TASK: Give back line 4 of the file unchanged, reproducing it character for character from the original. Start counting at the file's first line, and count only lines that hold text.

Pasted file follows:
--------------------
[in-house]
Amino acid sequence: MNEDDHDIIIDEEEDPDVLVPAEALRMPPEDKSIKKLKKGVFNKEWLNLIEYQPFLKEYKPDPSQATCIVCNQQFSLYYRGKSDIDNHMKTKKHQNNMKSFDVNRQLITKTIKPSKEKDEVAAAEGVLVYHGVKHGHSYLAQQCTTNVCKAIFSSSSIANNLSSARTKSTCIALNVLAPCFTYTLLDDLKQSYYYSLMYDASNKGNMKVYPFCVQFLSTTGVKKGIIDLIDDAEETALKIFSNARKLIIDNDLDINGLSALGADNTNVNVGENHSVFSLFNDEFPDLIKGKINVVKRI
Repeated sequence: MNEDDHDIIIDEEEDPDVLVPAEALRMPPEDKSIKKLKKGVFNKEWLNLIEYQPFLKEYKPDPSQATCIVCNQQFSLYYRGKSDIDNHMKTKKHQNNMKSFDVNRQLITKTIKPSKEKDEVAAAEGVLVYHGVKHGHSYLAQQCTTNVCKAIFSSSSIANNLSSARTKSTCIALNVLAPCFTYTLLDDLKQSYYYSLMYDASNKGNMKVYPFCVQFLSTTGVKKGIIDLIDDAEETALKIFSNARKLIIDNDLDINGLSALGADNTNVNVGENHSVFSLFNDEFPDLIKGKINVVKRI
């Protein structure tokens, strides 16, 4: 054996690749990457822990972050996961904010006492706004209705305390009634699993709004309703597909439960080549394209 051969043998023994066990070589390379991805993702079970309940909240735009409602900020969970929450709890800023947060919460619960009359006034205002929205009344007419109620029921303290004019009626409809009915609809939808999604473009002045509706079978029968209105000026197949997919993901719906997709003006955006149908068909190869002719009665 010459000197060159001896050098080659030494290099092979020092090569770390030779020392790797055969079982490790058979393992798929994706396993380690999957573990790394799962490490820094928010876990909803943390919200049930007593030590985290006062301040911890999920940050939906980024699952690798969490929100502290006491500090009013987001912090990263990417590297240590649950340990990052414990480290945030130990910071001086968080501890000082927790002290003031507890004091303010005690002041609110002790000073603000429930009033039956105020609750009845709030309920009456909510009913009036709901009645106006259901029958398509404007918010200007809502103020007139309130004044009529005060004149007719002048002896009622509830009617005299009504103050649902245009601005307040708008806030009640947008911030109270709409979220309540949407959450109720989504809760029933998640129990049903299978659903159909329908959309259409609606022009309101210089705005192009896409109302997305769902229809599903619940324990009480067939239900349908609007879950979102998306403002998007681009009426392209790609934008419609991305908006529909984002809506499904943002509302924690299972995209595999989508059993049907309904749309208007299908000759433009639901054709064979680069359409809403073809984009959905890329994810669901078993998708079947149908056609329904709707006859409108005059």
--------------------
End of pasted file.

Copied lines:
């Protein structure tokens, strides 16, 4: 054996690749990457822990972050996961904010006492706004209705305390009634699993709004309703597909439960080549394209 051969043998023994066990070589390379991805993702079970309940909240735009409602900020969970929450709890800023947060919460619960009359006034205002929205009344007419109620029921303290004019009626409809009915609809939808999604473009002045509706079978029968209105000026197949997919993901719906997709003006955006149908068909190869002719009665 010459000197060159001896050098080659030494290099092979020092090569770390030779020392790797055969079982490790058979393992798929994706396993380690999957573990790394799962490490820094928010876990909803943390919200049930007593030590985290006062301040911890999920940050939906980024699952690798969490929100502290006491500090009013987001912090990263990417590297240590649950340990990052414990480290945030130990910071001086968080501890000082927790002290003031507890004091303010005690002041609110002790000073603000429930009033039956105020609750009845709030309920009456909510009913009036709901009645106006259901029958398509404007918010200007809502103020007139309130004044009529005060004149007719002048002896009622509830009617005299009504103050649902245009601005307040708008806030009640947008911030109270709409979220309540949407959450109720989504809760029933998640129990049903299978659903159909329908959309259409609606022009309101210089705005192009896409109302997305769902229809599903619940324990009480067939239900349908609007879950979102998306403002998007681009009426392209790609934008419609991305908006529909984002809506499904943002509302924690299972995209595999989508059993049907309904749309208007299908000759433009639901054709064979680069359409809403073809984009959905890329994810669901078993998708079947149908056609329904709707006859409108005059």